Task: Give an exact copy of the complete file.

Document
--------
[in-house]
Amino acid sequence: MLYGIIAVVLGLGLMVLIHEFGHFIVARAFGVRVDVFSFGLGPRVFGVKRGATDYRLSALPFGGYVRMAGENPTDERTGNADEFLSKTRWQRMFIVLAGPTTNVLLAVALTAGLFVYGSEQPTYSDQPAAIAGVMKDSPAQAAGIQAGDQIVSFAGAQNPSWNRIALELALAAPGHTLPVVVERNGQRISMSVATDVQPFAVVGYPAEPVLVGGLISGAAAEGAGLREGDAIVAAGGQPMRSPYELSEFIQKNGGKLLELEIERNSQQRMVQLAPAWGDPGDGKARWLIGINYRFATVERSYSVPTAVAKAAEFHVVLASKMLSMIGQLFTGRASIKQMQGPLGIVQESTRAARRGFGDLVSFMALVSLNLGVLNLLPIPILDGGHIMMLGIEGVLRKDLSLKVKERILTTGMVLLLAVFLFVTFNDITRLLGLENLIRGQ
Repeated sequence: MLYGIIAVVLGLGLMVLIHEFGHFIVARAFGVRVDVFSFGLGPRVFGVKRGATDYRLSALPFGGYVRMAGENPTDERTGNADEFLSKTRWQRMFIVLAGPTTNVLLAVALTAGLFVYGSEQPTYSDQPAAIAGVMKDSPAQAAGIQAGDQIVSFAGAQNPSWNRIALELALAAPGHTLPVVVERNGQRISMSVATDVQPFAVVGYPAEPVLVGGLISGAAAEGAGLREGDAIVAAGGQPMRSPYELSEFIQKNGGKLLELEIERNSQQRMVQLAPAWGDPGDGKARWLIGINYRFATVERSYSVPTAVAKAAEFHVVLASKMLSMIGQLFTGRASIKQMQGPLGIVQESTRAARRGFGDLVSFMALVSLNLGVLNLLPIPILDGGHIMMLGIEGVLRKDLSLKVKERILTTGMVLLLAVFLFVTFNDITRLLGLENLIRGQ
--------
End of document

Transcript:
[in-house]
Amino acid sequence: MLYGIIAVVLGLGLMVLIHEFGHFIVARAFGVRVDVFSFGLGPRVFGVKRGATDYRLSALPFGGYVRMAGENPTDERTGNADEFLSKTRWQRMFIVLAGPTTNVLLAVALTAGLFVYGSEQPTYSDQPAAIAGVMKDSPAQAAGIQAGDQIVSFAGAQNPSWNRIALELALAAPGHTLPVVVERNGQRISMSVATDVQPFAVVGYPAEPVLVGGLISGAAAEGAGLREGDAIVAAGGQPMRSPYELSEFIQKNGGKLLELEIERNSQQRMVQLAPAWGDPGDGKARWLIGINYRFATVERSYSVPTAVAKAAEFHVVLASKMLSMIGQLFTGRASIKQMQGPLGIVQESTRAARRGFGDLVSFMALVSLNLGVLNLLPIPILDGGHIMMLGIEGVLRKDLSLKVKERILTTGMVLLLAVFLFVTFNDITRLLGLENLIRGQ
Repeated sequence: MLYGIIAVVLGLGLMVLIHEFGHFIVARAFGVRVDVFSFGLGPRVFGVKRGATDYRLSALPFGGYVRMAGENPTDERTGNADEFLSKTRWQRMFIVLAGPTTNVLLAVALTAGLFVYGSEQPTYSDQPAAIAGVMKDSPAQAAGIQAGDQIVSFAGAQNPSWNRIALELALAAPGHTLPVVVERNGQRISMSVATDVQPFAVVGYPAEPVLVGGLISGAAAEGAGLREGDAIVAAGGQPMRSPYELSEFIQKNGGKLLELEIERNSQQRMVQLAPAWGDPGDGKARWLIGINYRFATVERSYSVPTAVAKAAEFHVVLASKMLSMIGQLFTGRASIKQMQGPLGIVQESTRAARRGFGDLVSFMALVSLNLGVLNLLPIPILDGGHIMMLGIEGVLRKDLSLKVKERILTTGMVLLLAVFLFVTFNDITRLLGLENLIRGQ